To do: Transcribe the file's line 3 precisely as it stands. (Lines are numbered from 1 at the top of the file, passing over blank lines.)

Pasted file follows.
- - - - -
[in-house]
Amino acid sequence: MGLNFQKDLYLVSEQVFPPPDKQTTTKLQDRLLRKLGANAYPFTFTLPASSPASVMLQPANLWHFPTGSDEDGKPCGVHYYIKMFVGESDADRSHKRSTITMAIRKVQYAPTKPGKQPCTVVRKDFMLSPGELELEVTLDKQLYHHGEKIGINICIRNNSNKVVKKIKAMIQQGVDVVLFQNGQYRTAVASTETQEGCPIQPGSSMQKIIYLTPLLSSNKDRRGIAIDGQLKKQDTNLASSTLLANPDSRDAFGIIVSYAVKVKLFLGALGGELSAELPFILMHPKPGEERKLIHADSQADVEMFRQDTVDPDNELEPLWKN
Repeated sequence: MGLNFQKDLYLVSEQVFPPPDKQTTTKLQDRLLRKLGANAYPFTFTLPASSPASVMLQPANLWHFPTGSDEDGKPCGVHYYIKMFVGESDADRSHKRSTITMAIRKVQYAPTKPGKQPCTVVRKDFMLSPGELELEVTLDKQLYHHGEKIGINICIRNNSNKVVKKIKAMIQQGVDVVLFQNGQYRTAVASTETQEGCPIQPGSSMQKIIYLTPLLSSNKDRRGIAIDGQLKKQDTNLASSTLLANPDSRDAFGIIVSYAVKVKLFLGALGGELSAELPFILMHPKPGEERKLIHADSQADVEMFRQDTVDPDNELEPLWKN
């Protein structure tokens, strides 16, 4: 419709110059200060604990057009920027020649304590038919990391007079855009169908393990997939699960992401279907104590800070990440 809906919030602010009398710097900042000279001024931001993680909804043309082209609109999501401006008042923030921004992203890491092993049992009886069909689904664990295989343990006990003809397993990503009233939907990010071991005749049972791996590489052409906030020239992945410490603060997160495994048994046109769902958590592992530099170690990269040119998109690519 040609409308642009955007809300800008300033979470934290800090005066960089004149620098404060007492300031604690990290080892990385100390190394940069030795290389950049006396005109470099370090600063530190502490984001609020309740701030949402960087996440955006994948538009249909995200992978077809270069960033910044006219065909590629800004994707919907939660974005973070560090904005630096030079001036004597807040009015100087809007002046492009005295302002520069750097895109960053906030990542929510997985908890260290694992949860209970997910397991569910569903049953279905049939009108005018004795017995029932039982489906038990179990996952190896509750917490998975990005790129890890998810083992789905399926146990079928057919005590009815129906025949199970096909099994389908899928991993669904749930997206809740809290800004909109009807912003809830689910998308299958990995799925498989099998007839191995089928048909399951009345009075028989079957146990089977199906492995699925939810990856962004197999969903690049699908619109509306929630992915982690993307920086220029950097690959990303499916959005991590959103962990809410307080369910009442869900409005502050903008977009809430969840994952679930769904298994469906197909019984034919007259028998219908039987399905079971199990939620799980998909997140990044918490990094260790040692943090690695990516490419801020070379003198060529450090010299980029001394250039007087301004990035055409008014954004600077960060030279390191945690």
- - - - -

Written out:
Repeated sequence: MGLNFQKDLYLVSEQVFPPPDKQTTTKLQDRLLRKLGANAYPFTFTLPASSPASVMLQPANLWHFPTGSDEDGKPCGVHYYIKMFVGESDADRSHKRSTITMAIRKVQYAPTKPGKQPCTVVRKDFMLSPGELELEVTLDKQLYHHGEKIGINICIRNNSNKVVKKIKAMIQQGVDVVLFQNGQYRTAVASTETQEGCPIQPGSSMQKIIYLTPLLSSNKDRRGIAIDGQLKKQDTNLASSTLLANPDSRDAFGIIVSYAVKVKLFLGALGGELSAELPFILMHPKPGEERKLIHADSQADVEMFRQDTVDPDNELEPLWKN